Laissez Faire in Iran
The lunacy of nation-building and of imposed political settlements—which have been tried over and over again in the Middle East with no long-term success—does not mean that there is no hope for the Arab world. Former Reagan administration advisor Michael Ledeen speaks of a rising revolt against theocracy in Iran, for example, among a younger generation that is fed up with their oppressive government. They eat American foods, wear American jeans, and watch American TV shows. I don't see how a U.S. occupation in any part of the region will nourish this kind of revolt. If anything, the United States may be perceived as a new colonial administrator. Such a perception may only give impetus to the theocrats who may seek to preserve their rule by deflecting the dissatisfaction in their midst toward the"infidel occupiers." I can think of no better ad campaign for the recruitment of future Islamic terrorists.
These religious reactionaries are, partially, the Frankenstein monsters of US foreign policy: during the Cold War, the U.S. propped up puppet dictators to do its global bidding, and its intervention was partially responsible for the rise of Islamic fundamentalism as an anti-American political force in Iran. The Iranians threw off the U.S.-backed Shah, and elevated Khomeini to a position of leadership. A hostage crisis followed, as did the US support for Iraq's Saddam Hussein in his war with Iran, and for the Afghan"freedom fighters" in their war with the Soviets, thereby empowering a group of mujahideen who were to become Al Qaeda and Taliban warriors. Such are the internal contradictions of US foreign policy that continue till this day.
While the war in Iraq dominates the headlines, with its predictably obscene by-products—e.g., the US torture of Iraqis in the very Abu Ghraib prison used by the murderous Hussein regime—the Pentagon admits that Iraq will require the presence of over 138,000 US troops"at least until the end of 2005."
But if the US wants to learn a bit about how to encourage"democracy" in Iraq, it ought to look toward"those friendly Iranians," as Nicholas D. Kristof puts it, who are fomenting a revolution in Iran, which is slowly becoming"a pro-American country." Not"pro-American" in the sense of wanting to see US troops on Iranian soil—more in terms of the culture wars, that is, the wars that matter. Kristof tells us that so many of the Iranians he interviewed have expressed a desire to come to America. They wear blue jeans, read Hillary Clinton, John Grisham, Sidney Sheldon, Danielle Steel, and, of course, Harry Potter. They watch American movies like"Titanic" and revel in such American TV shows as"Baywatch." And they have one message for the Islamic theocrats, who continue to denounce America as the Great Satan in their blitz of"propaganda":"To hell with the mullahs."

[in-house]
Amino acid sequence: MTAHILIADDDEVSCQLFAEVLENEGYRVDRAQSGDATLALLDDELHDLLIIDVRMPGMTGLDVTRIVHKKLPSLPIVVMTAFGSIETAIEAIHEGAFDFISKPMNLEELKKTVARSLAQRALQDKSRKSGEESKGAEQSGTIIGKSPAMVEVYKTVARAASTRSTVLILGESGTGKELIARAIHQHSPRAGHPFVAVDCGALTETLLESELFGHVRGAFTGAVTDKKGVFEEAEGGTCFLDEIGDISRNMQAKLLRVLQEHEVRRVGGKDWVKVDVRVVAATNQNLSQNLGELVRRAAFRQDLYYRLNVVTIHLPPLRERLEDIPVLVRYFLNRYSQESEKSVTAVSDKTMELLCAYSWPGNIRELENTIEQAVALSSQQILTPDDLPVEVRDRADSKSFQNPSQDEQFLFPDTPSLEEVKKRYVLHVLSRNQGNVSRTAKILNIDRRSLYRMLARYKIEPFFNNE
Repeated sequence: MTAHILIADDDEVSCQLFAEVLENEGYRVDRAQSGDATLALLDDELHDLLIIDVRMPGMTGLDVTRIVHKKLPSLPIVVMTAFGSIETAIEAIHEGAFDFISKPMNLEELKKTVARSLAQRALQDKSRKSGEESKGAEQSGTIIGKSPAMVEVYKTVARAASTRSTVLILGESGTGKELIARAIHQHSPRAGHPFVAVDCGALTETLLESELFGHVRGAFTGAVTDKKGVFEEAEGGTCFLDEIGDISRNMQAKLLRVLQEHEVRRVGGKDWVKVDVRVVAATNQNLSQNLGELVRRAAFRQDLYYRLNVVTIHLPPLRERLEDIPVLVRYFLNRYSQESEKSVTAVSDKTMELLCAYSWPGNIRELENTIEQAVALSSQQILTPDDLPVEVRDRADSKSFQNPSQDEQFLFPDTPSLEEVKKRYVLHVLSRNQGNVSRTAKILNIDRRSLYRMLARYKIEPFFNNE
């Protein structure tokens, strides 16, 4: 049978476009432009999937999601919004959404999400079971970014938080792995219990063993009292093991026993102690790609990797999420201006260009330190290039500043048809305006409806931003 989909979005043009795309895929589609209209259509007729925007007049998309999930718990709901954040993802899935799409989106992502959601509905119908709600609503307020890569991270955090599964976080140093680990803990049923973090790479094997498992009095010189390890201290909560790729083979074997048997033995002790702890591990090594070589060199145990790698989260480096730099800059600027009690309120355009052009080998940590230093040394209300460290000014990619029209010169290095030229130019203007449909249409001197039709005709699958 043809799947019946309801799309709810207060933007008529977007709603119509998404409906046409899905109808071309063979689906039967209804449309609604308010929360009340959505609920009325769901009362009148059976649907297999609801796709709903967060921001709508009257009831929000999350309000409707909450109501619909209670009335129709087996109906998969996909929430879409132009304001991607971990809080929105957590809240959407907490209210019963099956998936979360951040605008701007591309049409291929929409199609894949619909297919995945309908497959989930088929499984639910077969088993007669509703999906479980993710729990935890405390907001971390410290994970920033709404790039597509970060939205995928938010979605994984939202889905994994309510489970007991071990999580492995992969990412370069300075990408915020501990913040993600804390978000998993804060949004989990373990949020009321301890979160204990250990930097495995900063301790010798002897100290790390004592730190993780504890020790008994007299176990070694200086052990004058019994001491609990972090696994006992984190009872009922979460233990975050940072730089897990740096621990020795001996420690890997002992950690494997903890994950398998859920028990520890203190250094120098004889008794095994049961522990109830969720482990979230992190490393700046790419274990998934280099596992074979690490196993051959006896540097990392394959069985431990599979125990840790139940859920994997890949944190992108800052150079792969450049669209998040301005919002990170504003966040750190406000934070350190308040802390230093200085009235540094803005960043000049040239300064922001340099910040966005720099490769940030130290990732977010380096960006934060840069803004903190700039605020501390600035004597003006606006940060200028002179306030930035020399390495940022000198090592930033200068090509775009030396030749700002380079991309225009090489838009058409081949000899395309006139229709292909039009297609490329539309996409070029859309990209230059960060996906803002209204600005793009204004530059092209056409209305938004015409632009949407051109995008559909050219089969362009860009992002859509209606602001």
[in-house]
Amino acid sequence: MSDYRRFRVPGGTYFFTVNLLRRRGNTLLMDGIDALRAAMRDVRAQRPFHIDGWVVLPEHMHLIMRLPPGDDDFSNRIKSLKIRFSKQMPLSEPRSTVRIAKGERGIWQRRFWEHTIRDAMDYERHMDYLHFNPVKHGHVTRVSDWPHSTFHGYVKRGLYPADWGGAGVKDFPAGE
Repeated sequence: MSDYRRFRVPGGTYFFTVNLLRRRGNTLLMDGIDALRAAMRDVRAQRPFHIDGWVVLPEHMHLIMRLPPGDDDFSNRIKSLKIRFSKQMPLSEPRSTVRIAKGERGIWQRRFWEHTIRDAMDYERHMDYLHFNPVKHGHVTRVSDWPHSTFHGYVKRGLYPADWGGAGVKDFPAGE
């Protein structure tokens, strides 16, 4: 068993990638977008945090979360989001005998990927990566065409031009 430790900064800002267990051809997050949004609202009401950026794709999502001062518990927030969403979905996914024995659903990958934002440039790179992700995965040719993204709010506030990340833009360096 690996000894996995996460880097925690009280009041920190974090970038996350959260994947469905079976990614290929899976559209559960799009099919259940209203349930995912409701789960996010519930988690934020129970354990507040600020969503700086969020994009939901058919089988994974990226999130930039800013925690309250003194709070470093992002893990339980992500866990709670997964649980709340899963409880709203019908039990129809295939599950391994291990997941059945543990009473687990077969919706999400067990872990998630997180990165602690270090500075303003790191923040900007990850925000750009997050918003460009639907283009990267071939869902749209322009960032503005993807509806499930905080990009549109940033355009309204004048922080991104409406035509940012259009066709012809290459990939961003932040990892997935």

This is an important and continuing development, and a healthy one, considering the history of US intervention in Iran. As Kristof observes:"In the 1960's and 1970's, the U.S. spent millions backing a pro-Western modernizing shah—and the result was an outpouring of venom that led to our diplomats' being held hostage. Since then, Iran has been ruled by mullahs who despise everything we stand for ..." But as Kristof explains, among the younger generation,"being pro-American is a way to take a swipe at the Iranian regime."
And the regime knows it. Indeed,"[o]ne opinion poll showed that 74 percent of Iranians want a dialogue with the U.S.—and the finding so irritated the authorities that they arrested the pollster." But the mullahs couldn't arrest all of those Iranian citizens who had"responded to the 9/11 attacks with a spontaneous candlelight vigil as a show of sympathy."
The Bush administration, which has squandered much of the global good will of 9/11, needs to learn a new phrase if it wants to encourage dialogue with a younger generation of authentic"freedom fighters": Laissez Faire. Hands off!"Left to its own devices," says Kristof,"the Islamic revolution is headed for collapse, and there is a better chance of a strongly pro-American democratic government in Tehran in a decade than in Baghdad." If the administration decides to approach a looming crisis over Iran's nuclear program with the same"bring-it-on" approach that it pioneered in Iraq, Kristof states, it will only succeed in"inflaming Iranian nationalism and uniting the population behind the regime."
That's a form of"nation-building" at which the neocon interventionists might very well succeed. To the detriment of freedom.
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